December 1st is World AIDS Day, an opportunity for people to unite in the fight against HIV and show their support for people living with HIV. Being diagnosed with HIV today means something very different than it did 20 or 30 years ago. Thanks to better treatments, HIV is no longer a death sentence. People with HIV are now living longer and with a better quality of life than ever before. However, people's attitudes continue to make living with HIV hard. This World AIDS Day, learn the facts about HIV and help take a stand against HIV stigma!
HIV can be spread when someone with HIV has unprotected sex or shares injection drug equipment with someone who does not have HIV. An infected mother can also spread it to her baby during pregnancy, birth, or breast feeding. HIV cannot be spread by hugging, shaking hands, sharing toilets, sharing dishes, or closed-mouth kissing with someone with HIV. Mosquitoes, ticks, or other blood-sucking insects cannot spread HIV.
There are several different methods that have been proven to be effective in reducing HIV transmission. They include:
- Viral Suppression –Many people living with HIV (PLWH) who take their HIV medicines daily achieve viral suppression. This means that the amount of HIV in the blood is so low that it cannot be detected by routine labs. If a person has an undetectable viral load, the chances of spreading the virus through sex are dramatically reduced. Even though risk is decreased, it is not zero. Keep in mind that viral load can change, and even a brief break from taking medication can increase the viral load.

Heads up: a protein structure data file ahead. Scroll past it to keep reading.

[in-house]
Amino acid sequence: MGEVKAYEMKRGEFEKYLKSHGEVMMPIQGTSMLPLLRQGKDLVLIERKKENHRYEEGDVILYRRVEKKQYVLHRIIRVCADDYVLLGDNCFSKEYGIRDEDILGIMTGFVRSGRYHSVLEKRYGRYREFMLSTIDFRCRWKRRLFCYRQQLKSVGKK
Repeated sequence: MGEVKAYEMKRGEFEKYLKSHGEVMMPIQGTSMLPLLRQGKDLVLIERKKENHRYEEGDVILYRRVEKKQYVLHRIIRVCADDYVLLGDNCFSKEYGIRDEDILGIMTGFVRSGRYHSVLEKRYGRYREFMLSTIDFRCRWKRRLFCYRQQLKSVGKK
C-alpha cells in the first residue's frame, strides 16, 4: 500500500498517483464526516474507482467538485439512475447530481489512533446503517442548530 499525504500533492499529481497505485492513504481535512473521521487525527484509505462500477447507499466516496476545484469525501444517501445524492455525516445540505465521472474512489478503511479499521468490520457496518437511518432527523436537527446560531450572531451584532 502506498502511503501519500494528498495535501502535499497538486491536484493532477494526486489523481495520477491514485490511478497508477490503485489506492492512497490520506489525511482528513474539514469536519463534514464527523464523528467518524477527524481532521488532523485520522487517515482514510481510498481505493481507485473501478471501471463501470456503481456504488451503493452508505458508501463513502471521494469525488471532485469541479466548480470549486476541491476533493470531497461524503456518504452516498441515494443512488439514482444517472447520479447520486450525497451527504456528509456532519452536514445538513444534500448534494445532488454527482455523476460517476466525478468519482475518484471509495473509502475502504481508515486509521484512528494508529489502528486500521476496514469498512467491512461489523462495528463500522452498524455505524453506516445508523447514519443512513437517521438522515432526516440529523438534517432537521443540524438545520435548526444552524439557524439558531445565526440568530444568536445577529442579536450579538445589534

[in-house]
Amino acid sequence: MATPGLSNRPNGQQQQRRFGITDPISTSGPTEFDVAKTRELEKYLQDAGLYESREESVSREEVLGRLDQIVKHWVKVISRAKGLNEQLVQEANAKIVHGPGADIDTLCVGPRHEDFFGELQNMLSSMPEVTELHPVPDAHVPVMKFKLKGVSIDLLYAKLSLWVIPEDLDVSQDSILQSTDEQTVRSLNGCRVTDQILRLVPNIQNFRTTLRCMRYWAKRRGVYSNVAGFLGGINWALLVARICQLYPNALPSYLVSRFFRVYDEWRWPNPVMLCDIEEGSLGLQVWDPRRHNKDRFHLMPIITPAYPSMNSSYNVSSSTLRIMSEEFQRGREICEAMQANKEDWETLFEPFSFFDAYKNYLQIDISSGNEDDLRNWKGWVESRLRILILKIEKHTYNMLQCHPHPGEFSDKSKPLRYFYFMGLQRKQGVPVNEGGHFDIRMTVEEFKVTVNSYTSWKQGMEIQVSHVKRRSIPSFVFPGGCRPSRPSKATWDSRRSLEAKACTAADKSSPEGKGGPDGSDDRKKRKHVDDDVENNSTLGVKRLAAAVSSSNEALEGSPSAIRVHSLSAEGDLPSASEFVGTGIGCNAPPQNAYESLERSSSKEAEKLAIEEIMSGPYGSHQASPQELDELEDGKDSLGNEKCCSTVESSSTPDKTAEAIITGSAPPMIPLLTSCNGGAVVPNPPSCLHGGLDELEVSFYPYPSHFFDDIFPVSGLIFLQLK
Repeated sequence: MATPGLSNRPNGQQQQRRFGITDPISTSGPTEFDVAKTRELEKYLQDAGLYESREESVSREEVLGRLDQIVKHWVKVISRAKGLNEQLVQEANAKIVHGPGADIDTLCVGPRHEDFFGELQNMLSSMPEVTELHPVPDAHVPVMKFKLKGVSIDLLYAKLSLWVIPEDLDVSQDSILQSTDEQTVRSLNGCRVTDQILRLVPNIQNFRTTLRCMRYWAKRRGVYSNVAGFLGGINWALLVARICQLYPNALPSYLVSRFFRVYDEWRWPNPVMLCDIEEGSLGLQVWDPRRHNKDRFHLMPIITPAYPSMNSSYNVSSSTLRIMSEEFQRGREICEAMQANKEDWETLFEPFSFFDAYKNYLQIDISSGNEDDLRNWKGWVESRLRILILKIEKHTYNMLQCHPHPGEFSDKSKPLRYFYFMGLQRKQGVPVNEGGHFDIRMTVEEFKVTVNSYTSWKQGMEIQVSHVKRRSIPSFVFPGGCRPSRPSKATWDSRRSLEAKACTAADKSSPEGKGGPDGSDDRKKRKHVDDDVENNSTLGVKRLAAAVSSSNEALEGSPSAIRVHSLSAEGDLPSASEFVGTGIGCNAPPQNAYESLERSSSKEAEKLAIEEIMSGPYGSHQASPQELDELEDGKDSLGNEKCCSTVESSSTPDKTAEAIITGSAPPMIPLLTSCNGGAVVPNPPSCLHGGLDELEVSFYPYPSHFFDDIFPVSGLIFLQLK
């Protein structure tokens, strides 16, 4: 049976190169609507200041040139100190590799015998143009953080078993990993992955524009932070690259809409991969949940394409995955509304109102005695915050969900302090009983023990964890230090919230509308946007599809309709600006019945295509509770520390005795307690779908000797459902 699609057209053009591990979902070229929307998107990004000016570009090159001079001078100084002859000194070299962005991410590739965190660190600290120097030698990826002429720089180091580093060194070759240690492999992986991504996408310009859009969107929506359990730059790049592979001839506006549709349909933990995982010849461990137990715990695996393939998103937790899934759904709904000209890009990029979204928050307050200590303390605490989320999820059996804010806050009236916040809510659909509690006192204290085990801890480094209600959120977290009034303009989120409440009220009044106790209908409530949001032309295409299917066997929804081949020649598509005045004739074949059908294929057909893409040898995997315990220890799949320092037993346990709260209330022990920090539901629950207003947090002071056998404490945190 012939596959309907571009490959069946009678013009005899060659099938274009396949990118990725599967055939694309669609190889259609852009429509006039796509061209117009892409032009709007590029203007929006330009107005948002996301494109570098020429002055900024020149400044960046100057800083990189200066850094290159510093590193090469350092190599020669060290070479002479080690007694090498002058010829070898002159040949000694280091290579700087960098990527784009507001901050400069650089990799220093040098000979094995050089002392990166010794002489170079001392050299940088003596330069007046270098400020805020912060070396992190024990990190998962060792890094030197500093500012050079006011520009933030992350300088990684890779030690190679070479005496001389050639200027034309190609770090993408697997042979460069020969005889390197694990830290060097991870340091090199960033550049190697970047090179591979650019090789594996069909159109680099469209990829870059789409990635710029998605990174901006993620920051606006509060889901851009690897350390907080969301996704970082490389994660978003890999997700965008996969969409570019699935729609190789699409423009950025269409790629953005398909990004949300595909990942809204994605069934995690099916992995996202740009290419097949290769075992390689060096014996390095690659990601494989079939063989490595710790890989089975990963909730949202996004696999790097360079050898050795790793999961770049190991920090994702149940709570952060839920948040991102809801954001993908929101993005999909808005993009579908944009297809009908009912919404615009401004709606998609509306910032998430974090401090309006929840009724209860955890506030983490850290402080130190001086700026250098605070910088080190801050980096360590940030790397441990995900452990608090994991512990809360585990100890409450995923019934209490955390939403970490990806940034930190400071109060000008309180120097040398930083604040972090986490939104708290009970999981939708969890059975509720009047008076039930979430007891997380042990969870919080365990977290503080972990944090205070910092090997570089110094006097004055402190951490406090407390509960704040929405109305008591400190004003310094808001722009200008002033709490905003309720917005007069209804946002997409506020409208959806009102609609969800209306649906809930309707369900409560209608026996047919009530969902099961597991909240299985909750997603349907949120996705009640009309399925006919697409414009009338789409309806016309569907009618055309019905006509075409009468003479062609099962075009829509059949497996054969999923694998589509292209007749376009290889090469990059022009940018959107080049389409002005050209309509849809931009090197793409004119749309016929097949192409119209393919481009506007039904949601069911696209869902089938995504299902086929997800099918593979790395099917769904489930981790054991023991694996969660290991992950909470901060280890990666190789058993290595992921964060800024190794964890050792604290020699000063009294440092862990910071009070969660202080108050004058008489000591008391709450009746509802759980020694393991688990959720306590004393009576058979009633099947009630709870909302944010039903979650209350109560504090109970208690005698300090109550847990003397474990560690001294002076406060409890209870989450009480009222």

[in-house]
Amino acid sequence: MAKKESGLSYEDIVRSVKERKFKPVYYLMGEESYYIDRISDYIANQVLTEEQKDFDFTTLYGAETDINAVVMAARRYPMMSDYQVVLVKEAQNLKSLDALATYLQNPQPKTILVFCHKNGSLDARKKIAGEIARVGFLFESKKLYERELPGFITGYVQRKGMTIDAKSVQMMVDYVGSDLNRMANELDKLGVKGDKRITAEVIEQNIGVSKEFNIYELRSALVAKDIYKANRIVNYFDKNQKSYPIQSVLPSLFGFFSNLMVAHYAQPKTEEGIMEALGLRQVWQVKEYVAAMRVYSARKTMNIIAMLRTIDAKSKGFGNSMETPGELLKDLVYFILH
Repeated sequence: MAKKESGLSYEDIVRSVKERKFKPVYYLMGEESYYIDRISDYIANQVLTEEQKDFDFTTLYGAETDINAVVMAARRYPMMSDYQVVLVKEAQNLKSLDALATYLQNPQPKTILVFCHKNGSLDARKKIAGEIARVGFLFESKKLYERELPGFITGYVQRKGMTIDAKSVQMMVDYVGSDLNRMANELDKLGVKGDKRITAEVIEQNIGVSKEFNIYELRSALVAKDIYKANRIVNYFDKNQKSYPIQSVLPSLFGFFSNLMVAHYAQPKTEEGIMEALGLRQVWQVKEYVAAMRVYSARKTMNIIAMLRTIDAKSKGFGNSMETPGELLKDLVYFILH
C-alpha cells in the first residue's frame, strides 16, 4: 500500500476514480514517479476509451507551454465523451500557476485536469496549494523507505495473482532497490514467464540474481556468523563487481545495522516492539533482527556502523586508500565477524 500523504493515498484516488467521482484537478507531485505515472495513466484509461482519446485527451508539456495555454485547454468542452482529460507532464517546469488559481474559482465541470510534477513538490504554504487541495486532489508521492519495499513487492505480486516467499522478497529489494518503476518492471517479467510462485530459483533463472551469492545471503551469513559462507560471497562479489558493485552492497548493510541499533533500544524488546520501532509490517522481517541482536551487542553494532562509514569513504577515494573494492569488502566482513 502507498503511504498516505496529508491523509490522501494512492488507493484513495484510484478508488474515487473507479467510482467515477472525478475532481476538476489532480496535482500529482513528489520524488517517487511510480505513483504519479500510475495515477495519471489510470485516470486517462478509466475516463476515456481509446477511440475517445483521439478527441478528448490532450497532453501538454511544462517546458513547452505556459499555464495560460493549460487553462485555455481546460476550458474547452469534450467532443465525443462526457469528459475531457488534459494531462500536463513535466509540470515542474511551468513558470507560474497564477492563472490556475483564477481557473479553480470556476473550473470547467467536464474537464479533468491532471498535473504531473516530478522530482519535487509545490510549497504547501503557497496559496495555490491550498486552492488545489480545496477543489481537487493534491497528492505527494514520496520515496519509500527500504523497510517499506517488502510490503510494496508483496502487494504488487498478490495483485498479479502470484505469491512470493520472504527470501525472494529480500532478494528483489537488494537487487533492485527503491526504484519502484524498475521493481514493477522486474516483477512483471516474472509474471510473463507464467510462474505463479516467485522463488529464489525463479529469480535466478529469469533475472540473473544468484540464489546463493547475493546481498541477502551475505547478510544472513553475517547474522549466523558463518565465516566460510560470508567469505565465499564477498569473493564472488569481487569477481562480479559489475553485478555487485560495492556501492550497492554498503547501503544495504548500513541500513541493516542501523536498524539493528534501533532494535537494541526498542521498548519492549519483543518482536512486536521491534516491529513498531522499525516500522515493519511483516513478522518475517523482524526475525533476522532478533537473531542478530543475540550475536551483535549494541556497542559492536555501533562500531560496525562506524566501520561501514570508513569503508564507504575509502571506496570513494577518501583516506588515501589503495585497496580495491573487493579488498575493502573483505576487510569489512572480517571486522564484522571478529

- PrEP – People who do not have HIV but have an ongoing high risk for HIV infection can take a daily pill that has been proven to reduce the risk of sexual transmission of HIV. People are considered to have a high risk for HIV infection if:
- they are in a relationship with a PLWH
- they have multiple sexual partners and do not consistently use condoms
- they have unprotected sex
Men who have sex with men who have anal sex without a condom should also consider PrEP. It is important to take the medicine exactly as prescribed to keep the risk of HIV transmission low. PrEP does NOT protect against other Sexually Transmitted Infections (STIs) such as syphilis, gonorrhea, or chlamydia. Talk to your healthcare provider if you think PrEP is right for you.
- PEP – People who may have been exposed to HIV can reduce their chances of getting HIV through PEP (post exposure prophylaxis). PEP is medication that must be started within 72 hours of HIV exposure to be most effective. If you think you may have been exposed to HIV, contact a healthcare provider right away. Like PrEP, PEP does NOT protect against STIs other than HIV.
- Condoms – Condoms remain one of the most effective methods for sexually active individuals to protect themselves against HIV. They are also the ONLY contraceptive to protect against other STIs. Using condoms in addition with the methods listed above can provide you with the best protection.
Remember – no sex is without risk! These methods all greatly reduce the risk of HIV transmission only when used consistently and correctly, but it is still important to get tested regularly for HIV and other STIs if you are at risk of getting infected. To learn more about HIV, visit www.bphc.org/HIV.